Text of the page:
Despite mixed reviews since debuting Thursday, September 8, on the LGBT cable network Logo, the gay dating competition Finding Prince Charming has stirred the passions of more than 3 million viewers.
The show’s audience combined with the over 8 million viewers for RuPaul’s Drag Race All Stars made September 29 the highest-rated Thursday in Logo’s history, according to Deadline Hollywood.
So it’s no surprise that Finding Prince Charming continues to ride the rising wave of interest by upping the stakes tonight and revealing the identity of the suitor living with HIV, a topic first discussed in August.
Back then, both “Prince Charming” himself, Robert Sepulveda Jr., and host Lance Bass confirmed on People Now that the show would have an HIV-positive suitor, but neither gave his identity.
In this exclusive POZ Q&A, the 35-year-old West Hollywood hairstylist and makeup artist shares his experience living with HIV for 10 years and what motivated him to publicly disclose his status.
UPDATE: Robert chose Eric in the series finale, click here for more details.
Tell us about testing HIV positive.
It was a wake-up call. I found out about two months before my 25th birthday. It was scary. Luckily, I had a good friend who had been living with HIV for almost 10 years before I tested positive.
I was able to go to him for advice, but I still had questions regarding treatment and things like that. I went online to do research, I went on this crazy health kick for a while, and I saw a therapist.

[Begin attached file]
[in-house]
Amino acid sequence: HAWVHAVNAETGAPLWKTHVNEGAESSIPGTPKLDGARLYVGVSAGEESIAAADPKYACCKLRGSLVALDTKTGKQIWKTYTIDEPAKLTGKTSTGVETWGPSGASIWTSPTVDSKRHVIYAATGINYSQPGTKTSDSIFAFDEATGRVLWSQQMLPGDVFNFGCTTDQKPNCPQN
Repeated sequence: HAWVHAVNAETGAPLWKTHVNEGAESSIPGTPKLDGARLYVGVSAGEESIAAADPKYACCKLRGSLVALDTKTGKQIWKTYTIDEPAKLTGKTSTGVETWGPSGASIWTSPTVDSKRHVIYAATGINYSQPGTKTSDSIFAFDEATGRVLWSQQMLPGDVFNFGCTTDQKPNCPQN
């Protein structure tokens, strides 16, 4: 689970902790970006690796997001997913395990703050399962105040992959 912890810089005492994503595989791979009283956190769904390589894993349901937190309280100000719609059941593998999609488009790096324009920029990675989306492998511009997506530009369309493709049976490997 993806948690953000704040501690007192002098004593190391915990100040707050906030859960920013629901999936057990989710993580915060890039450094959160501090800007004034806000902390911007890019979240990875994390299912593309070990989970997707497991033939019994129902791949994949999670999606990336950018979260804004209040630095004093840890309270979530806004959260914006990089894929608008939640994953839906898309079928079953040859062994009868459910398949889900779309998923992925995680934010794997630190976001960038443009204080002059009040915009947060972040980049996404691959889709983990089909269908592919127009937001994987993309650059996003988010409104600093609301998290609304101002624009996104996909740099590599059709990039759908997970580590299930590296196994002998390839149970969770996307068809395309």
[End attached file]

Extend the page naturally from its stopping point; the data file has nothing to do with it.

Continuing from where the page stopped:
My doctor recommended that I wait to start treatment. This was still at a time when they weren’t recommending people who were newly diagnosed to immediately get on treatment, which they do now.
Even though I wasn’t yet on treatment, I still had medical expenses from doctor visits and blood work. My health care insurance at the time wasn’t covering those expenses, so I struggled with paying.
I went to another doctor for a second opinion. She did an amazing job walking me through things. She got me into an HIV study, so that’s when I started treatment. I’ve successfully been on treatment ever since.
How did you disclose to your family and friends?
I grew up in a very conservative Southern Baptist family in Houston, but when I tested HIV positive, I was living in Austin, Texas. I was scared to death to talk about it with anyone. I didn’t tell my parents.
I eventually told one friend who then told another friend without my permission, which resulted in me keeping my HIV-positive status to myself for a long while because I was afraid of being treated differently.
It was difficult to come out to my parents as being gay but especially so to come out to them and my two younger brothers as being HIV positive. They’re all now aware of my status and are supportive.
About a year after finding out that I was HIV positive, I moved to Los Angeles. I started meeting people who were more open about their status and comfortable about the way they lived their lives.
Meeting people inside the HIV community gave me the space to get comfortable with being positive and disclosing. As new information about HIV came out, I kept learning that I could live a full life.